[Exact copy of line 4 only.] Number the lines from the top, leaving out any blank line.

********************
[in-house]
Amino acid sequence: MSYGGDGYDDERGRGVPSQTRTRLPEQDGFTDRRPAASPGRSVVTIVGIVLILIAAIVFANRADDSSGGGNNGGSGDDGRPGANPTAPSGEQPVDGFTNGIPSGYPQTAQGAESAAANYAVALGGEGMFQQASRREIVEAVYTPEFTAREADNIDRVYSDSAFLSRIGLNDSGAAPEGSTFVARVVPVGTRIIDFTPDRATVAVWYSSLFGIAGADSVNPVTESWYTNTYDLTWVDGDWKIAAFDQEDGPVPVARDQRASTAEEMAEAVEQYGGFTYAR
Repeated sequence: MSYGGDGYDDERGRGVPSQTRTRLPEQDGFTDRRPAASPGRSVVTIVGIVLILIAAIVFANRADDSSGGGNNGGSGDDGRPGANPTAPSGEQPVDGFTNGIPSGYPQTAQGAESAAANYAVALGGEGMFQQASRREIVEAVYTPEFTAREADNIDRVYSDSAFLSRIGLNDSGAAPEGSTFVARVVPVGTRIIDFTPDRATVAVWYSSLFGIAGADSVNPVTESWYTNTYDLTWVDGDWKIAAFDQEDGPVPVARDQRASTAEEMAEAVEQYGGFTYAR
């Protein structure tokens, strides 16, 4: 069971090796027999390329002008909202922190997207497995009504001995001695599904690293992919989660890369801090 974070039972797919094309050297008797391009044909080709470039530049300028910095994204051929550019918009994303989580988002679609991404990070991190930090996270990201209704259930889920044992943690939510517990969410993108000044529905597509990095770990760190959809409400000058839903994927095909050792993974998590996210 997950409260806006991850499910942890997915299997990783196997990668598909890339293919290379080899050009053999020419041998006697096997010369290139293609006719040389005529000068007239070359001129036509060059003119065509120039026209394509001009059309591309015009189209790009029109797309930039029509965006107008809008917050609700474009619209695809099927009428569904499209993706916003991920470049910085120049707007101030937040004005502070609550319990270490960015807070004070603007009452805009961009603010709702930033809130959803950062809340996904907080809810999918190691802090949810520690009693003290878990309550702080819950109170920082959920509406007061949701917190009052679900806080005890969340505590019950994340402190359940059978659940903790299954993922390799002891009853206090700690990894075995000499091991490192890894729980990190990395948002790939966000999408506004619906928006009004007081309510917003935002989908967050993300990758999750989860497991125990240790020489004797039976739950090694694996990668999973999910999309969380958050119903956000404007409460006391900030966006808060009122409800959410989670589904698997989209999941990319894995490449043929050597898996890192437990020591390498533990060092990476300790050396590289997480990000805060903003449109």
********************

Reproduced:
């Protein structure tokens, strides 16, 4: 069971090796027999390329002008909202922190997207497995009504001995001695599904690293992919989660890369801090 974070039972797919094309050297008797391009044909080709470039530049300028910095994204051929550019918009994303989580988002679609991404990070991190930090996270990201209704259930889920044992943690939510517990969410993108000044529905597509990095770990760190959809409400000058839903994927095909050792993974998590996210 997950409260806006991850499910942890997915299997990783196997990668598909890339293919290379080899050009053999020419041998006697096997010369290139293609006719040389005529000068007239070359001129036509060059003119065509120039026209394509001009059309591309015009189209790009029109797309930039029509965006107008809008917050609700474009619209695809099927009428569904499209993706916003991920470049910085120049707007101030937040004005502070609550319990270490960015807070004070603007009452805009961009603010709702930033809130959803950062809340996904907080809810999918190691802090949810520690009693003290878990309550702080819950109170920082959920509406007061949701917190009052679900806080005890969340505590019950994340402190359940059978659940903790299954993922390799002891009853206090700690990894075995000499091991490192890894729980990190990395948002790939966000999408506004619906928006009004007081309510917003935002989908967050993300990758999750989860497991125990240790020489004797039976739950090694694996990668999973999910999309969380958050119903956000404007409460006391900030966006808060009122409800959410989670589904698997989209999941990319894995490449043929050597898996890192437990020591390498533990060092990476300790050396590289997480990000805060903003449109």